Consider some statistics: this fascinating PriceWaterHouseCooper remote work survey revealed lots of crucial information, including the facts that 55% of employees want to work remotely at least 3 days a week, employers and employees find themselves becoming more productive remotely as time goes on, and less experienced employees value time in the office more strongly, at 30% to 20%.

Don’t be afraid of remote work as a concept, either – employees can be even more productive when working in their home environment. Stanford conducted a study of 16,000 remote workers and found that they were an average of 13% more productive. The kicker? That study was right before the COVID pandemic, in the era before the proliferation of remote collaboration software and workflows designed around remote teams.

While these statistics can guide you, what you decide to do depends heavily on what your team wants. Most people feel rather strongly about where they prefer to work from – 29% of remote employees in a LiveCareer survey say they’d quit their jobs if they were brought back on-site.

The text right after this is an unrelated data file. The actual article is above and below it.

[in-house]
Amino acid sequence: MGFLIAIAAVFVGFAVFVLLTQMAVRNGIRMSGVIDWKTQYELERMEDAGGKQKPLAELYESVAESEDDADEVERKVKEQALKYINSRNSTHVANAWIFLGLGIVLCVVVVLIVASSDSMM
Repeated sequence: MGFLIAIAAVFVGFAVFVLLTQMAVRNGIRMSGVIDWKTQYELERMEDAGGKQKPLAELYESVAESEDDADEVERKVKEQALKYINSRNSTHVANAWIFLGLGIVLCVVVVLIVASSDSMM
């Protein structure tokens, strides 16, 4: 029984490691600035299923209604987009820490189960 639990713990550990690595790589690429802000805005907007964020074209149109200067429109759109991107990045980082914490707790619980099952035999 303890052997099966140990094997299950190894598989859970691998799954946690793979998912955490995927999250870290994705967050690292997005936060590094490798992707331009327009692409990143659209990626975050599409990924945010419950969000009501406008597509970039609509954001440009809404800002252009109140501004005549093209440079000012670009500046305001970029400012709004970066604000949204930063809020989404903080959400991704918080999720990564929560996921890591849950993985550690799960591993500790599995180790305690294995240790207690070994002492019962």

That’s why using a survey tool to gauge how each of your employees feels about working on-site/remote/hybrid is the best way to start planning for a big shift, whether away from the office or back into it. While you can do your best to cater to everyone’s needs, the tough reality of logistics and management is that some members may have to bite the bullet and work in a location that they don’t prefer. This is especially true for deskless workers who work on the front line and can’t really choose.

That’s where the second element of remote work comes in – making sure everyone is aligned.

Your company might have workers at home, in the office, and on the front lines all at the same time. This can wreak havoc on communication, cause misalignment, and result in three separate cultures under one organizational roof.

What any company needs to calibrate their teams is to make sure they have the same employee experience wherever they work. This means the same onboarding steps, communication networks, connectivity, culture, performance review standards, and more. The best way to do this is via an employee portal that supports as many of these processes as possible.

When remote employees share the same experiences with deskless frontline workers and office members, you’ll truly have a holistic team that works toward the same objective despite being in different places.